The Seven Ds of Discipleship: #2 Discernment

The Seven Ds of Discipleship - illustration of people talking

This is part two of a seven-part series on discipleship.

In my last blog post, we discussed desire as a key to discipleship and reviewed a number of ways that we can keep the flame of our faith burning. We will now look at a critical spiritual skill to help us to grow as disciples: discernment.

Being a disciple means that we must make the time to reflect upon our lives. Just as Jesus went away to pray and discern who would be his disciples, we must also discern what it means for us to be a disciple and grow in our love for him. Discernment and prayer are at the heart of the disciple’s life. In recent years, the word reflection has been confused with discernment. While reflection is a part of discernment, the skill of discernment is always practiced in a relational context. It is an ancient art and practice that honors God’s will and vision for our lives. Discernment is an interior dialogue with the Holy Spirit, a dialogue that helps us understand how God is calling us to live and follow Jesus. Discernment is not shorthand for “let me think about it,” but instead means, “let me converse with God and listen for his voice and direction.”

So, what are some aspects of discernment, and how can you practice this ancient Christian art in your ministry? Here are five tips.

1. Be open.

Discernment always starts with where we are and what is going on in our lives. We can only listen for God’s will if we are open to where God is leading us. If you have a specific situation in mind, ask yourself how open you are to where God is guiding you in that situation. In your prayers, specifically ask to be open to signs that you might overlook, particularly in times of stress.

2. Name your fears.

When we are truly discerning a specific course of action, we encounter our own struggles and weaknesses. This can feel daunting. Acknowledge your fears by naming them: What explicitly is it that you are afraid of? This is essential in combating your internal resistance. Share your fears with the Lord. (He knows them anyway.) Share your fears with others too. (See #4 below.) If you are helping others in their discernment, create a safe environment where they can feel comfortable in sharing and naming their fears. Sometimes simply naming our fears deprives them of their power.

3. Tune in to the Holy Spirit.

Listening for the voice of God takes time and patience. Just as a radio needs to be tuned to a specific frequency or a GPS device might need a few minutes to lock onto a signal, we need to “tune in” to the Lord’s presence. Of course, this takes time. The best way to do this is in prayer and conversation with the Lord. Set aside time every day to be silent and listen to the promptings of the Holy Spirit.

4. Don’t go it alone.

Speak to a trusted friend or a spiritual director about your situation. Sometimes when we are faced with a problem or dilemma, we are too close to the situation to look at it objectively. Just as we cannot read a book when it is an inch from our face, we can have difficulty looking at ourselves and seeing ourselves as God sees us. Pray about who you might speak with, and set aside some time to follow up with that person. Consult more than one person if you can. If you are walking with someone in a process of discernment, check in regularly with this person. If you have received a word of encouragement or a word of wisdom from the Lord, don’t keep that to yourself, but share that with the person involved. It can make all the difference.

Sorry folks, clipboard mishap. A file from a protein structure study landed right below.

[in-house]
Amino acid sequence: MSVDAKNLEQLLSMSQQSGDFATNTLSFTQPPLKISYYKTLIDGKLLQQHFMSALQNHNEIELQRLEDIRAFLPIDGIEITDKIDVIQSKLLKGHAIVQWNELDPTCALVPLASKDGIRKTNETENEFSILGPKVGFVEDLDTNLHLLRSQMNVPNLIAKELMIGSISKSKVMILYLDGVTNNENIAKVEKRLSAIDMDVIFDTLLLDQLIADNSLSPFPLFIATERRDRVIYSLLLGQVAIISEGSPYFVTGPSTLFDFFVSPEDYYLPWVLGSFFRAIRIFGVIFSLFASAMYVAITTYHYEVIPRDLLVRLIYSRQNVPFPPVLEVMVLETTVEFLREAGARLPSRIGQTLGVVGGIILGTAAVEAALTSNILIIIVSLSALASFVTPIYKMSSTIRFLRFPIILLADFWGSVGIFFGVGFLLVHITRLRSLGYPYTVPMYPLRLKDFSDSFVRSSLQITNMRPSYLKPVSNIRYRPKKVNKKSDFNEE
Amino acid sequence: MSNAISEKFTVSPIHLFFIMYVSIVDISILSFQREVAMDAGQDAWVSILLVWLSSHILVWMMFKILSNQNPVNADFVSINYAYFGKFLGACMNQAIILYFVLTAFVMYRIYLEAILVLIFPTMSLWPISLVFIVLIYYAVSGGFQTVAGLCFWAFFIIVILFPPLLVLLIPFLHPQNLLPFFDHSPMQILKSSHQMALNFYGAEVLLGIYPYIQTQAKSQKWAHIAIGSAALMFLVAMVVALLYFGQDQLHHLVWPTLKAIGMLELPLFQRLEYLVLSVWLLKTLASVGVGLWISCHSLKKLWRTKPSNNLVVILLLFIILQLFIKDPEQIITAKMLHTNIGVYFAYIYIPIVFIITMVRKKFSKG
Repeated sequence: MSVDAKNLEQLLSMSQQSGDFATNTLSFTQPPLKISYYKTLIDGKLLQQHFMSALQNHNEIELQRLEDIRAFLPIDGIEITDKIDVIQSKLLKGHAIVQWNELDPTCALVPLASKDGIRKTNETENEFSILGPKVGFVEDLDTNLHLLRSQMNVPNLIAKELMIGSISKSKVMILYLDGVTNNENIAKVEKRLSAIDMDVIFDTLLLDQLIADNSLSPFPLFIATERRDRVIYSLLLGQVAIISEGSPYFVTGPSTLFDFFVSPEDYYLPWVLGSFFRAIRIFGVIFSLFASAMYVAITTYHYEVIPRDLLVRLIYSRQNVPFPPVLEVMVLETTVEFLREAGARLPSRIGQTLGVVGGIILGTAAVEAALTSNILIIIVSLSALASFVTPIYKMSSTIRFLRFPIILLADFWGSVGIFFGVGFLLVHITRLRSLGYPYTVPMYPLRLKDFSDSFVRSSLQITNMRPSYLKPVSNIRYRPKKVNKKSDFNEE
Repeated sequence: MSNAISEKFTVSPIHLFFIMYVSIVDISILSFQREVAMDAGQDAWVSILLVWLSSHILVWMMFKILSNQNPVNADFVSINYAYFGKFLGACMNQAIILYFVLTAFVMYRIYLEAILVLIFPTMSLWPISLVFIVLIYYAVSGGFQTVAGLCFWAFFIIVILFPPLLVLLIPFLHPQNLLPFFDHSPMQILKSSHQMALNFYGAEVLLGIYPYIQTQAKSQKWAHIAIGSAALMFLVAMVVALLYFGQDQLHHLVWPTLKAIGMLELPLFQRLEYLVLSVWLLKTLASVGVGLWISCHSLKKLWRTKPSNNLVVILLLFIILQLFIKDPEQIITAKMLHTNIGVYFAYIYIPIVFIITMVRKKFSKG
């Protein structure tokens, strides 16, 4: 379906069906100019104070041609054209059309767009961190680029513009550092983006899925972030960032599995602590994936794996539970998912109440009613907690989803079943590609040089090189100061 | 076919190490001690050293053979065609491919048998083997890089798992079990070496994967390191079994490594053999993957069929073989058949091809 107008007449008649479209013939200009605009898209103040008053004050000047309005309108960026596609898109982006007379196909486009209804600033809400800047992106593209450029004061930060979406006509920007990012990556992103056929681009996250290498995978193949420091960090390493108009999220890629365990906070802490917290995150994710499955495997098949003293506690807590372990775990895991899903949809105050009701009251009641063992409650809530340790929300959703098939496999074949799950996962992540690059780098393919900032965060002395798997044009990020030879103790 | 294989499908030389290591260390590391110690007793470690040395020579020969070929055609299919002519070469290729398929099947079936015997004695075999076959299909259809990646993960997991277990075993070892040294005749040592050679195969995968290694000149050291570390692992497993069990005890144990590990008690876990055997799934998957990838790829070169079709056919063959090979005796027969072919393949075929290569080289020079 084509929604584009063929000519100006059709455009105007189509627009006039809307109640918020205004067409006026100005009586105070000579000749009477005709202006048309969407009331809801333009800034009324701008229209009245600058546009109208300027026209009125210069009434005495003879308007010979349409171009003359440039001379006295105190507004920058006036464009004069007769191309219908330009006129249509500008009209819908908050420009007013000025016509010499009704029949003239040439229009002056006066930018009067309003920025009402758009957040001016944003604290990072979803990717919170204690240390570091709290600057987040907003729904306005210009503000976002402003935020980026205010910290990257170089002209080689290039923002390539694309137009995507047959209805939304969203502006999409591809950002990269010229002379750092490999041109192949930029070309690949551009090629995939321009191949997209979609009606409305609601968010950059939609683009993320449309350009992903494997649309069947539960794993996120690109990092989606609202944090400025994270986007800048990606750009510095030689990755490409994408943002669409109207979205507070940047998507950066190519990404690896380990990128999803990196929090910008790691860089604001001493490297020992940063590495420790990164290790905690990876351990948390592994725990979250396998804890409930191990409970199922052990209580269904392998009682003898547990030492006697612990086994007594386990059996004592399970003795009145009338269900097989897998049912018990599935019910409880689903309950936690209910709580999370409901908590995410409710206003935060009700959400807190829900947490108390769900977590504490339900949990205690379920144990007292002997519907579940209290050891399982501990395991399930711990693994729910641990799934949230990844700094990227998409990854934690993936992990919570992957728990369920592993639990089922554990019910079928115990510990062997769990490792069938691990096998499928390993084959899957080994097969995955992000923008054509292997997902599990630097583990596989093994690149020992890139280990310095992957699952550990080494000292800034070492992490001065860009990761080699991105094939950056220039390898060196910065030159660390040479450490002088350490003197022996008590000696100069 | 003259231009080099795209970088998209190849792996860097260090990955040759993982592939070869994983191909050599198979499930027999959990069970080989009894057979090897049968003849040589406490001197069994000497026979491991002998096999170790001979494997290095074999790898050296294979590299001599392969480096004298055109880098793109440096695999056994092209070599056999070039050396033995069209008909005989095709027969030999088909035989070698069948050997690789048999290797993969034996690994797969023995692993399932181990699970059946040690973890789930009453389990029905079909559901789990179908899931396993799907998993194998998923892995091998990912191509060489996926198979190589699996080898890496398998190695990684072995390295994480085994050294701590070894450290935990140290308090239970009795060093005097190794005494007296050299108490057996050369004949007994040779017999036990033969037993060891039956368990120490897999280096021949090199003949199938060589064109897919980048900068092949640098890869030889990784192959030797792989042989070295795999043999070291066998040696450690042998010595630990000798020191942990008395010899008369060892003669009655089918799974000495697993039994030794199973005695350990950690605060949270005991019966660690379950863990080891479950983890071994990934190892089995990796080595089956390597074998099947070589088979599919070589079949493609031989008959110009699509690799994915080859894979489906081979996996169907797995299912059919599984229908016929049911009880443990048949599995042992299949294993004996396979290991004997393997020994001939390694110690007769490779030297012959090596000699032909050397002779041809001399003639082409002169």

5. Change course if necessary.

Once you have made a decision and have accepted a course of action, move forward and put your trust in the Lord. Evaluate your decision, and if the Holy Spirit reveals new horizons, accept that as an invitation to further discern what that means. Discernment is not a fixed decision; it is a lifelong process and conversation with the Lord. We are, after all, only discerning next steps in our journey of faith.

Discernment is a beautiful jewel in the treasury of our faith, one that will help us grow as missionary disciples. It is a treasure that we can easily share with the world.

What tips on discernment do you wish to share?


In God’s Voice Within, Mark E. Thibodeaux, SJ, shows us how to use Ignatian discernment and understand that the most trustworthy wisdom of all comes not from outside sources, but from God working through us.


Start with Jesus by Julianne Stanz book coverTake a moment and ask yourself: does every activity in my parish point more deeply to Jesus? Julianne Stanz wants to help you and your parish community make sure the answer to this question is a resounding, “Yes!” Preorder Julianne’s new book, Start with Jesus: How Everyday Disciples Will Renew the Church.

About Julianne Stanz 47 Articles
Julianne Stanz is the Director of Discipleship and Leadership Development for the Diocese of Green Bay and a consultant to the USCCB Committee on Catechesis and Evangelization. Julianne infuses her talks, retreats, and seminars with humor, passion, and insights from her life in Ireland. A popular speaker, storyteller, and author, Julianne is married with three children and spends her time reading, writing, teaching, and collecting beach glass. She is the author of Start with Jesus: How Everyday Disciples Will Renew the Church, Developing Disciples of Christ, and co-author, with Joe Paprocki, of The Catechist’s Backpack.

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